The Search for Truth and Beauty in the Game of Go


Peter Schumer, John C. Baldwin Professor of Mathematics and Natural Philosophy, joined Middlebury’s faculty in 1983. He has a deep and long-winded passion for the East Asian board game “Go,” and gave a presentation on its history and the strategy it demands on Friday Nov. 3. Go, as he described at the beginning of the presentation, is an art form as much as a game for sharpening intellect and deductive reasoning skills. He opened the discussion by telling his audience that the package Go comes in reads that the game “takes fifteen minutes to learn, and a lifetime to master.” Schumer added that “both are gross underestimations.”

Interested in the game since he was an undergrad, Schumer now teaches a freshman seminar around the game and has since the 1980s. The Japanese word for the game, Shudon, translates to “hand-talk,” and Schumer emphasized how appropriate this title is. The one-on-one game brings people together, encouraging friendly competition and an artistic, movement-driven “conversation,” talking-between-hands. Really, it’s a way to communicate with another person over the game board, and it ends with mutual agreement; no one wins at Go. Schumer continued to describe the ways in which people read each other and communicate across board, telling us that one can often tell when their opponent is greedy, or timid, or impulsive, by observing their moves.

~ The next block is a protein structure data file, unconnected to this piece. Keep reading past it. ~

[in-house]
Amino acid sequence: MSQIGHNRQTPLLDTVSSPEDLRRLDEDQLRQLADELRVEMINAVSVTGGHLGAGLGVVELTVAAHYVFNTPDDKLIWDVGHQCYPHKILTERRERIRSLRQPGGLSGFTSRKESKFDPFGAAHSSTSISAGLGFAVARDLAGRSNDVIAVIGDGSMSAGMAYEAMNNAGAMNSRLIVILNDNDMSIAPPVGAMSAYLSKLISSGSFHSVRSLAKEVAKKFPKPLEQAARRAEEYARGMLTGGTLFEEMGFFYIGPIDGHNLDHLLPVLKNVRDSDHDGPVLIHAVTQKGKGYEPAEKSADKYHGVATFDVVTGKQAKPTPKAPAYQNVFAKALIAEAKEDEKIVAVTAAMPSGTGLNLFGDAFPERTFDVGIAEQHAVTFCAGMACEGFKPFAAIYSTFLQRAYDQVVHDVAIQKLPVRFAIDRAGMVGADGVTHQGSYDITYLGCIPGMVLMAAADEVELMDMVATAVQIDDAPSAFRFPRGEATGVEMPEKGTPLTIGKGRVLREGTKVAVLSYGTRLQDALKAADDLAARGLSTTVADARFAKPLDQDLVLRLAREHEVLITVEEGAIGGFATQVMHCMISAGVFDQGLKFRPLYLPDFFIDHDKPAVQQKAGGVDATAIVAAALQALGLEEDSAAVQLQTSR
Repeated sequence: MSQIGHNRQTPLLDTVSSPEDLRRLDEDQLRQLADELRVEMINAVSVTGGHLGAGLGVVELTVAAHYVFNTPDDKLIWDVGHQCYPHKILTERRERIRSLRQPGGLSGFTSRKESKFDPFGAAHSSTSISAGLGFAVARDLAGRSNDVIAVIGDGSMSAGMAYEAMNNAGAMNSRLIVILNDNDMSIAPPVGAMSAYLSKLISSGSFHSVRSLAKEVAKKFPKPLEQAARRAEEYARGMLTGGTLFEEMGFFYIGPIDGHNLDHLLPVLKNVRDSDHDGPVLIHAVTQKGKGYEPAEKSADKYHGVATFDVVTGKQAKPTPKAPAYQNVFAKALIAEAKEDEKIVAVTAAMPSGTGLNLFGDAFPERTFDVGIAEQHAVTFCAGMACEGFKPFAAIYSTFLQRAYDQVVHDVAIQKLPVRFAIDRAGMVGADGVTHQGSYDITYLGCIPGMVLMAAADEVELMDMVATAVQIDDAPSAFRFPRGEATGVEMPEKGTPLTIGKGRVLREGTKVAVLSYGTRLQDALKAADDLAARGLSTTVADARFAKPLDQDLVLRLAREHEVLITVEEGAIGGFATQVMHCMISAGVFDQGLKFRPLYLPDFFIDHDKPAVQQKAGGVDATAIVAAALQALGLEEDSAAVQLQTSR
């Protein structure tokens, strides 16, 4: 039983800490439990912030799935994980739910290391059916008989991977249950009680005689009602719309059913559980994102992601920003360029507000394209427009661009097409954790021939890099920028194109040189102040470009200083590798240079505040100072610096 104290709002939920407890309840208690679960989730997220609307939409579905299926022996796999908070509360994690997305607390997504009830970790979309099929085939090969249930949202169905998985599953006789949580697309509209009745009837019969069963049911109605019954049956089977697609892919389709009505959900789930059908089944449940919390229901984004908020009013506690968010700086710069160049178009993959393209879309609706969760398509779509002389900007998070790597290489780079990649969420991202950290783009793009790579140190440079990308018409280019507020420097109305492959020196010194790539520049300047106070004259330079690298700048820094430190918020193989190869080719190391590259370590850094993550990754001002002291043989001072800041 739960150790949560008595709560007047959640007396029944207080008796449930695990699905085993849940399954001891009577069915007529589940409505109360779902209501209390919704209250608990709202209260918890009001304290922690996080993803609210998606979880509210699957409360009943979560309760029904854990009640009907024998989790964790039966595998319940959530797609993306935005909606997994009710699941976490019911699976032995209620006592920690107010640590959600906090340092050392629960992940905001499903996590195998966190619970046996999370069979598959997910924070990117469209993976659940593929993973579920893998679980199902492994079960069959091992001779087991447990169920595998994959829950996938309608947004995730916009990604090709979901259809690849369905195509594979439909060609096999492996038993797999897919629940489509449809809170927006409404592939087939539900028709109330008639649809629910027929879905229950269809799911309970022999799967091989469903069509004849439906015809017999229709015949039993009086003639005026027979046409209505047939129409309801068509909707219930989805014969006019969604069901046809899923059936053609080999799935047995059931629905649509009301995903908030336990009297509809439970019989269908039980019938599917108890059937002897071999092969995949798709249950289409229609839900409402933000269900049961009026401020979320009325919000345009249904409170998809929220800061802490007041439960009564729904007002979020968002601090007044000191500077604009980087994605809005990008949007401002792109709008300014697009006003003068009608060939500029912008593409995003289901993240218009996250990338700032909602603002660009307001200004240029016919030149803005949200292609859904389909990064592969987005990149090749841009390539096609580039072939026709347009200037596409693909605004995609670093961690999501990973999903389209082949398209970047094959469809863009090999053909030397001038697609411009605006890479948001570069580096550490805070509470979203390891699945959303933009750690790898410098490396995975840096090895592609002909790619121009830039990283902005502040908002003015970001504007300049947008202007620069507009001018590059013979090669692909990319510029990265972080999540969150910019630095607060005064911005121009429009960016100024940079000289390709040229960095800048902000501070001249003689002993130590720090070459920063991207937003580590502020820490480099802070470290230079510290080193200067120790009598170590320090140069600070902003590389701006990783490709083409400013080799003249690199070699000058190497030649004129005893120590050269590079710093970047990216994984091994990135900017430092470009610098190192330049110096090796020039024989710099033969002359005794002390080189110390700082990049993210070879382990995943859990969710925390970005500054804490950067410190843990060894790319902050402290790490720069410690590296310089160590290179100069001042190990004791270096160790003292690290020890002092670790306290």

“Mysteries of psychology often play out in the game,” said Schumer.  He continued to explain, however, that the game is thought of as a struggle within yourself, not really against the other person. Players will sometimes think for hours before making a move, constantly asking themselves: “What’s the best that you can do?” It is not regionally or culturally bound, Schumer said. He described his time playing last summer in the Japanese Go Congress, as one of just a few foreigners, playing with Japanese players from all over Japan. It is the grace of movement and skill within the two-person game that Schumer seeks to celebrate in his seminar and in the talk he gave on Friday.